"Landscape with the Fall of Icarus" is a painting in oil on canvas long thought to be by Pieter Bruegel. Following technical examinations in 1996, it was is regarded as a good early copy by an artist in the circle of Pieter Bruegel the Elder, perhaps painted in the 1560s. Recent technical research has re-opened the question and is now again thought to be Pieter Bruegel's original.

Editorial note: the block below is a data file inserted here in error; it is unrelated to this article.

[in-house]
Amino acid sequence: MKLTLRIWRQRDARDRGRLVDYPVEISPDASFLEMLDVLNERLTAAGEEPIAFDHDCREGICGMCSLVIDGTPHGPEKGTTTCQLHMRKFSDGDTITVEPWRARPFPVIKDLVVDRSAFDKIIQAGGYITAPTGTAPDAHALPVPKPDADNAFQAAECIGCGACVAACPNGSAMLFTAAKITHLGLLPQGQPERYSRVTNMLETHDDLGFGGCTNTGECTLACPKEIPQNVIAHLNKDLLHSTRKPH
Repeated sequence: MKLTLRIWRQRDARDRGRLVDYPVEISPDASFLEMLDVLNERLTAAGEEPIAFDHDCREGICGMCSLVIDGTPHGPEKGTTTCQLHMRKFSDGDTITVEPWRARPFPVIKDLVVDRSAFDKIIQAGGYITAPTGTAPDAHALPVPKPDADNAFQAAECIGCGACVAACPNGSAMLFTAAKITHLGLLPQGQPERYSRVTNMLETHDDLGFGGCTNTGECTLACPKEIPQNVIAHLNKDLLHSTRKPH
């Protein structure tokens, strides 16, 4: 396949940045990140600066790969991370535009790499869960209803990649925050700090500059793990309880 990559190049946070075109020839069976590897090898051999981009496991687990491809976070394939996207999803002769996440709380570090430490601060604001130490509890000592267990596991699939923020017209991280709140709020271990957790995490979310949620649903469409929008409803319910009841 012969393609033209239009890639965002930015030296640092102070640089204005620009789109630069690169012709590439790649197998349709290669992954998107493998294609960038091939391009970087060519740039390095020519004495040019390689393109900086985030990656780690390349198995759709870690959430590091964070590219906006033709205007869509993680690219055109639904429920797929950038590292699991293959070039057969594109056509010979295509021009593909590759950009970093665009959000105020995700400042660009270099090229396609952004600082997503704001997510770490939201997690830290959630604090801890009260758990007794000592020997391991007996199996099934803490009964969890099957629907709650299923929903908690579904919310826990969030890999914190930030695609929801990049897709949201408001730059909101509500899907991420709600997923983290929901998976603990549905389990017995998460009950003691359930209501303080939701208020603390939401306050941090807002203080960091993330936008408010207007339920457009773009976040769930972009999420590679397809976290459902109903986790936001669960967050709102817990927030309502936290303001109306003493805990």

In Greek mythology, Icarus succeeded in flying, with wings made by his father Daedalus, using feathers secured with wax. Ignoring his father's warnings, Icarus chose to fly too close to the sun, melting the wax. He fell into the sea and drowned. His legs can be seen in the water just below the ship. The ploughman, shepherd and angler are mentioned in Ovid's account of the legend; they are: "astonished and think to see gods approaching them through the aether", which is not entirely the impression given in the painting. The shepherd gazing into the air, away from the ship, may be explained by another version of the composition; in the original work there was probably also a figure of Daedalus in the sky to the left, at which he stares.